Respect for your name.

Proverbs tells us: “To whom honor is due, to the shepherd the trumpet.” It is worth reflecting today on the respect we extend to ourselves. Alternatively, why do we devalue our name? We want to be respected and honored by those around us, yet our particular attitude to ourselves is often despicable.

We can reflect on this theme even before the feasts of peace and joy when we also commemorate the birth of John the Baptist. The Evangelist Luke says: “On the eighth day they came to circumcise the boy and wanted to name him Zechariah after his father. But his mother said: “No, he shall be called John” (Luke 1:59-60). And after another amazing course, when even Zacharias spoke, the people say to themselves: “Just what will this boy be?” (Lk 1:66). The birth of a child, especially a firstborn and one so eagerly awaited, causes great joy in the family and the neighborhood.

The birth of John the Baptist is incredibly joyful because everyone feels that he is a child blessed by God and who certainly has a great mission before God. Zacharias also speaks of this under the influence of the Holy Spirit in a beautiful hymn. He thanks God for the work of redemption that has been begun, and in his son, he foresees the task that awaits him as the forerunner of the Messiah. These events spread throughout the mountains of Judah, and when the people heard them, they felt both joy and awe at the same time. The people watched this miraculous child closely. They saw nothing sinful about him. John went as a young man into the wilderness, the spirit of the greatest prophet maturing in him. These events took place in the town of the priestly class whose task was to lead the nation to the promised Messiah. Both Zechariah and Elizabeth had reverence for the name of God. This was the way God Himself wanted it, and this was the way the Law of Moses commanded it. God also had reverence for Zechariah and Elizabeth. For it was they whom He chose to bring into the world the herald, the forerunner of His Son.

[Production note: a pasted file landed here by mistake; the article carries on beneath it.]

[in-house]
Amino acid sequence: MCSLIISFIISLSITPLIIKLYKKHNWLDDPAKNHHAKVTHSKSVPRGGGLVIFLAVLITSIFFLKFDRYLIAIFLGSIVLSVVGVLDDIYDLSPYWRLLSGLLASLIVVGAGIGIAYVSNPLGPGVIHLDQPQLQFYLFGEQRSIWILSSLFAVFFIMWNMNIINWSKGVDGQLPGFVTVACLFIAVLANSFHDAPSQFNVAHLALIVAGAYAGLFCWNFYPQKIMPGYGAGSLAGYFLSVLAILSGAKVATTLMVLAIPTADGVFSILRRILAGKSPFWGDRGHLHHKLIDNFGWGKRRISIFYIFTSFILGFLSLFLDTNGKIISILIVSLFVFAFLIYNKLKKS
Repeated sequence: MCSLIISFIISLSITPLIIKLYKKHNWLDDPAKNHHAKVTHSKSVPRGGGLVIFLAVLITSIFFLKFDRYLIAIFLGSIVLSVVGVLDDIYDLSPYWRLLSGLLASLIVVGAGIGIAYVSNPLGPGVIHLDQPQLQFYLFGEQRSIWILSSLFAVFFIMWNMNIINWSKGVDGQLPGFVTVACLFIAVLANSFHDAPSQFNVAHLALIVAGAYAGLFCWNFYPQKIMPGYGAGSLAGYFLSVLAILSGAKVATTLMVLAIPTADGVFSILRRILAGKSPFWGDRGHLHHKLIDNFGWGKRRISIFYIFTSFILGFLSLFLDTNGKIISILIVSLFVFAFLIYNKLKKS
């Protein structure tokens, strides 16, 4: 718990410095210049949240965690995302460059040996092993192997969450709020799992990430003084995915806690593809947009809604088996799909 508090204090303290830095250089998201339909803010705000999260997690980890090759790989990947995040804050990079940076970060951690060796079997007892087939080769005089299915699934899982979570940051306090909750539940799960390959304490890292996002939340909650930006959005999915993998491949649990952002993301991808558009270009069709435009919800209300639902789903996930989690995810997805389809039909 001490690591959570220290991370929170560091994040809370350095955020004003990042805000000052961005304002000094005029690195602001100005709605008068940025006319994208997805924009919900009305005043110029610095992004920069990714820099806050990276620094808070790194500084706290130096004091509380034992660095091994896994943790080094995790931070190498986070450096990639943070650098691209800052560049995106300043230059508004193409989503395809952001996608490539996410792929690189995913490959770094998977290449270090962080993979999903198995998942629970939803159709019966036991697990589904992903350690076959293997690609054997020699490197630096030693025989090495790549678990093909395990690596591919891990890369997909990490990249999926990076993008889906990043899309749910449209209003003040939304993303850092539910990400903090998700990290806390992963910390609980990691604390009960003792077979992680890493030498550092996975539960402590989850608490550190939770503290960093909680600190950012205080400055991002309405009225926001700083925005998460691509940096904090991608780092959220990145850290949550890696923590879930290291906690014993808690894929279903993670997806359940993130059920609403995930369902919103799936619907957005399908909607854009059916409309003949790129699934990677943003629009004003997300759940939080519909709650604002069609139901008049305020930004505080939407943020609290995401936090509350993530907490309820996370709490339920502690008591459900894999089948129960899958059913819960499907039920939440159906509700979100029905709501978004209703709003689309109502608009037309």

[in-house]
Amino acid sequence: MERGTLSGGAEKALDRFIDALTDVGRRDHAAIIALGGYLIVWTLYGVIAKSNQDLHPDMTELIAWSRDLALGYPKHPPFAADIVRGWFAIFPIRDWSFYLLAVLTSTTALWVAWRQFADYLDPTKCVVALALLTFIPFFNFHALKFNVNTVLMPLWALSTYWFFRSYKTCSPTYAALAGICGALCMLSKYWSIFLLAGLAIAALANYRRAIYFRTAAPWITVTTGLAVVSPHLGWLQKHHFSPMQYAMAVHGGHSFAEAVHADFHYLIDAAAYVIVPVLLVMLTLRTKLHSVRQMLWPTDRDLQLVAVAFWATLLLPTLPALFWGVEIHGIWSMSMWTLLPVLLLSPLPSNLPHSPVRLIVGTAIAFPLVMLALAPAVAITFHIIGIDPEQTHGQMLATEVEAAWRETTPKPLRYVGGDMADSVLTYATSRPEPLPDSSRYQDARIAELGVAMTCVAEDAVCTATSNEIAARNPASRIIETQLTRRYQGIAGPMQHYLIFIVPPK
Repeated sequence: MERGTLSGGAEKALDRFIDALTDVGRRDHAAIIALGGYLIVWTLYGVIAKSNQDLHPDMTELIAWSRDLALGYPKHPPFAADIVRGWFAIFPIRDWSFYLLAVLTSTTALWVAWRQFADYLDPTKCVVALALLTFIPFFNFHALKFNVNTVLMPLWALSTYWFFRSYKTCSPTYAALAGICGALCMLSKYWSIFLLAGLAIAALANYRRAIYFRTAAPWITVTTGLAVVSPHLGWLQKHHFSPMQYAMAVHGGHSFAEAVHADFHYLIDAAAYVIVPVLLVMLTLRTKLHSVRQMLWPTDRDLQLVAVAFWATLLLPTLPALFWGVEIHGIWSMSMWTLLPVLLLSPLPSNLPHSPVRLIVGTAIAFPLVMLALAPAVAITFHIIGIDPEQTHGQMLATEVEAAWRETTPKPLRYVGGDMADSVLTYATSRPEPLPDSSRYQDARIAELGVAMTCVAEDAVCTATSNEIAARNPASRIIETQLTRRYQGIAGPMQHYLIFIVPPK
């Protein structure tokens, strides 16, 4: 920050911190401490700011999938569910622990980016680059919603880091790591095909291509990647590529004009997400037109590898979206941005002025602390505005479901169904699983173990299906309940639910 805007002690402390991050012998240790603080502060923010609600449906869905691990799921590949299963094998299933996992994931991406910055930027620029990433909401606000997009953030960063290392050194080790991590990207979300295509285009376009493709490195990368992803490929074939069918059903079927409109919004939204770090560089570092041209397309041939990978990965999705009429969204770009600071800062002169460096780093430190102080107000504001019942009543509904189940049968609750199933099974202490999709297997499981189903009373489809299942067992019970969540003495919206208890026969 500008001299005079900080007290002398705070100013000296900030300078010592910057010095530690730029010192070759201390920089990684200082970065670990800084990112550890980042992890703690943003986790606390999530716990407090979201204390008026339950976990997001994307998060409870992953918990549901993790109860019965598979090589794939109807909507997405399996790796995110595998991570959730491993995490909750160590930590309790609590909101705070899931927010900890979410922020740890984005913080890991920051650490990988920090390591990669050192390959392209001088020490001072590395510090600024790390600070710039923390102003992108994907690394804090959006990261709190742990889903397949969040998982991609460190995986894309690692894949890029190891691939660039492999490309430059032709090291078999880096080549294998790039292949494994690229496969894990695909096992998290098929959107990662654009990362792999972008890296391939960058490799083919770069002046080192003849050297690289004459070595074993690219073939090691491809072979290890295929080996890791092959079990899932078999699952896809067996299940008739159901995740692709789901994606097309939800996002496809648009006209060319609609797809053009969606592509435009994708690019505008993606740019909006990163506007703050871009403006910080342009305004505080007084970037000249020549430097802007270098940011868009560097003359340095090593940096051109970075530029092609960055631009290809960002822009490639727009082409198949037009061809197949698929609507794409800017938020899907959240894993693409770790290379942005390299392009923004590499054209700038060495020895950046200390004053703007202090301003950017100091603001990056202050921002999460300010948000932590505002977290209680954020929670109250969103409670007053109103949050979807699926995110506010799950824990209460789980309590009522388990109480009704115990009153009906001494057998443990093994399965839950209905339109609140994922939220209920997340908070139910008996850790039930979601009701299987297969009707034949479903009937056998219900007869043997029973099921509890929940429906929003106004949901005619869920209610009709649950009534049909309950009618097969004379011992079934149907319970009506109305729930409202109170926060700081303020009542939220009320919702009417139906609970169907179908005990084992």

John, guided by his parents, through whom the still hidden Holy Spirit spoke, accepts the beginnings of his mission and later in the wilderness proves his devotion to God in word and deed. He is humble: “I am not worthy to untie his shoe strap.” (Lk 3:16). He does not take pride and glory. John tells us by his life of great reverence for God. At the same time, we feel that he is also an example to us in reverence for his name: “I am the voice of one crying in the wilderness…” (Jn 1:23).

These facts are to find an echo in our lives. We are to realize that God wants us to respect Him and to feel responsible for our name as well. This means we should not lower ourselves and lend our name to sin. For example, as we read, the Lord has a plan for our terms in Philippians that our names are written in the book of life (cf. Phil. 4:3). It is touching when we watch sporting events, and our athletes make a good name for the nation and country, what joy parents feel when their children make a good name for them – the parents. How proud we are of the good name of our parents. But that is not enough.

We must strive for a good name with God, too. There is a reward behind a good reputation, and behind a spoiled one, there is a punishment. A good name is a good life lived honestly, and conversely, behind a bad name is a sinful life lived sinfully. This takes time, and God has appointed it for us. Therefore, let us use our abilities, talents, and talents to glorify God, who will reward us when we live our lives according to His commands.

Let us not be afraid when the world takes away our good name. Let us rejoice when our terms are written in the Book of Life. The world dulls the name of Christ also, and yet we know that the name of Christ has prevailed and is prevailing. Let us rejoice that if we endure to the end, we too shall overcome.

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